The welfare and wellbeing of the multiple species covered here are as important as for the animals in the agriculture, research and companionship sector. Whether for tourism (ideally no-contact interactions), exhibit, breeding, slaughter or hunting, species must be treated humanely and without cruelty.

Animal rights advocates:

Individuals are often involved in the law and work with many stakeholders to address animal welfare and sentience in all animal industries. They promote animal -friendly policies and propose changes to legislation where applicable, through lobbying government.

Why are there so many different Organizations?

Organizations in South Africa who wish to work in the animal welfare sector are registered as either Non-Profit Organizations (with the Department of Social Development) or as Non-Profit Companies (with the Companies and Intellectual Property Commission), or Trusts (with the Master of the High Court.)

Each of these Organizations will be guided by their Constitution (Founding Document), Memorandum of Incorporation or Deeds of Trust depending on their registration. Staff may be paid or volunteers. Funding is usually through donations, paid services, or fundraising activities.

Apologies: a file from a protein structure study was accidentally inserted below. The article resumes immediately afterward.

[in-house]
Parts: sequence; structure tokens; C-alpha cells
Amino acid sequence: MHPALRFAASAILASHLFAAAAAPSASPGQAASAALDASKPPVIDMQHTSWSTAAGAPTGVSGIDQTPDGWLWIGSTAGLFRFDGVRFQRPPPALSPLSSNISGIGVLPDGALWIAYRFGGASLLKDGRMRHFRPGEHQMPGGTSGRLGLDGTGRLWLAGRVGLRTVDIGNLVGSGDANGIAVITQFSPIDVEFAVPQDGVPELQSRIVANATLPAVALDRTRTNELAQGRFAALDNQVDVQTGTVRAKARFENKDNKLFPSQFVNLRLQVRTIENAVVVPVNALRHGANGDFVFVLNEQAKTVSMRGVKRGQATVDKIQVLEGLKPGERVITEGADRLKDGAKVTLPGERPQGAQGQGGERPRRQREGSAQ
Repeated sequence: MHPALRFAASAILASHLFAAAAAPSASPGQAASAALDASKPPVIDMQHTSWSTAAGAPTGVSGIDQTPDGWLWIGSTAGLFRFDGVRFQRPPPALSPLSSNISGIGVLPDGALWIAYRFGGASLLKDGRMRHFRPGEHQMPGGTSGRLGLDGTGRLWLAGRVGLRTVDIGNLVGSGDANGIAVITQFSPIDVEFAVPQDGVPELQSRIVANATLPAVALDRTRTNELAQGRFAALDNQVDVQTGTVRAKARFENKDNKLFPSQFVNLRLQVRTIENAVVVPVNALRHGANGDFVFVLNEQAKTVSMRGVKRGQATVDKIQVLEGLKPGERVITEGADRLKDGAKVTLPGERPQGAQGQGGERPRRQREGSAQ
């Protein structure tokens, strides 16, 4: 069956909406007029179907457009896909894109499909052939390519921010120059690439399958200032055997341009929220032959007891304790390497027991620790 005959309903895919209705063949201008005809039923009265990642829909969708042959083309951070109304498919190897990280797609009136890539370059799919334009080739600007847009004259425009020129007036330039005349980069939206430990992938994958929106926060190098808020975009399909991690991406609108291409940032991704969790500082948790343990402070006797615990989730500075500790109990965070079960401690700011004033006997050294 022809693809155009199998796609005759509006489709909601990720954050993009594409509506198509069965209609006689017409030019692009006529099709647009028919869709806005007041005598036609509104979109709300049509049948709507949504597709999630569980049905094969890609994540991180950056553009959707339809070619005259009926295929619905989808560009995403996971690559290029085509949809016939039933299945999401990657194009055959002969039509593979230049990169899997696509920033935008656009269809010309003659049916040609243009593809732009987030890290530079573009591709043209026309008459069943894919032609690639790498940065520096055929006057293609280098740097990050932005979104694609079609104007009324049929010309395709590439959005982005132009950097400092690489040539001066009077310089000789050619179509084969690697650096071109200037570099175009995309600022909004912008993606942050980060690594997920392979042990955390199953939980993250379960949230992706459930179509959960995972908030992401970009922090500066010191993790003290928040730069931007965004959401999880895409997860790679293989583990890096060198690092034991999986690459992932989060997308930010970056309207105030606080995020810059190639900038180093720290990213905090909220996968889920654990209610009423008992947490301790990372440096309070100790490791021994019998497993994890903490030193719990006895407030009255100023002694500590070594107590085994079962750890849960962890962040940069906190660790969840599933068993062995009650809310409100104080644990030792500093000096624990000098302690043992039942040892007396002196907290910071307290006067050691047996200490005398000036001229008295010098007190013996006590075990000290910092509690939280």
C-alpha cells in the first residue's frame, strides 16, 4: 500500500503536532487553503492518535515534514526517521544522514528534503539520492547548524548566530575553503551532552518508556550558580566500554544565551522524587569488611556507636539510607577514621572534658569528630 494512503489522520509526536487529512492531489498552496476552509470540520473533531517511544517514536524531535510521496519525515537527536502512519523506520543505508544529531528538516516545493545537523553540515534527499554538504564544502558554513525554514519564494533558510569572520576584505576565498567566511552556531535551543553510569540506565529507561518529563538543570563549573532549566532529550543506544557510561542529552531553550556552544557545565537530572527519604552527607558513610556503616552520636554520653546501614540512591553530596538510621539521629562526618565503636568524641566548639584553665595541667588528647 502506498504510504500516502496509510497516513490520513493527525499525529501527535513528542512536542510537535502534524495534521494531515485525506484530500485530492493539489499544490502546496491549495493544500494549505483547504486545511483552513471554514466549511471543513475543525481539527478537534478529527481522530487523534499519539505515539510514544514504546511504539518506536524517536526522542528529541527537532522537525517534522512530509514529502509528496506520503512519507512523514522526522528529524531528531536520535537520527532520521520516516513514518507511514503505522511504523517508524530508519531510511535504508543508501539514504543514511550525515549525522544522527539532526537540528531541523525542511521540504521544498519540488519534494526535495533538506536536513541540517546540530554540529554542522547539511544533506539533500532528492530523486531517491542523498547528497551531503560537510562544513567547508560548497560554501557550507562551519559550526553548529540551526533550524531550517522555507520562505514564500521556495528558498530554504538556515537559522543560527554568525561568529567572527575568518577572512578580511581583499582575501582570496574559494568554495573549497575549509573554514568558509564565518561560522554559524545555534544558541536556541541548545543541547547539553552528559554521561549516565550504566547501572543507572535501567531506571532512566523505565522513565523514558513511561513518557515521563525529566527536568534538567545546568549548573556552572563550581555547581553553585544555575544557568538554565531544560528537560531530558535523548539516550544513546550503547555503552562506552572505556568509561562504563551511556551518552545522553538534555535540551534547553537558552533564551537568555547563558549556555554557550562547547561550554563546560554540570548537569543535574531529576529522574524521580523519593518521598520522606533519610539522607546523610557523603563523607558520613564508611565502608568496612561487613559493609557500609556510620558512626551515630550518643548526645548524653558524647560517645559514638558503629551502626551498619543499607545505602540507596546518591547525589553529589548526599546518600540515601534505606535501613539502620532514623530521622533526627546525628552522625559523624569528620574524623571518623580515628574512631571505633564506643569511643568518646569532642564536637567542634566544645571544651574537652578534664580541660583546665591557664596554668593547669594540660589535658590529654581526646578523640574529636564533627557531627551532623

This will prescribe the work the Organization will be doing and can include:

  • Responding to calls for assistance and rescue for animals in danger or need.
  • Responding to natural or man-made disasters involving animals.
  • Responding to calls for animals that may be sick or injured, abandoned or unwanted.
  • Providing primary health care such as internal/external parasite control, vaccinations, sterilizations, or additional veterinary care such as physical rehabilitation) in a clinic or hospital.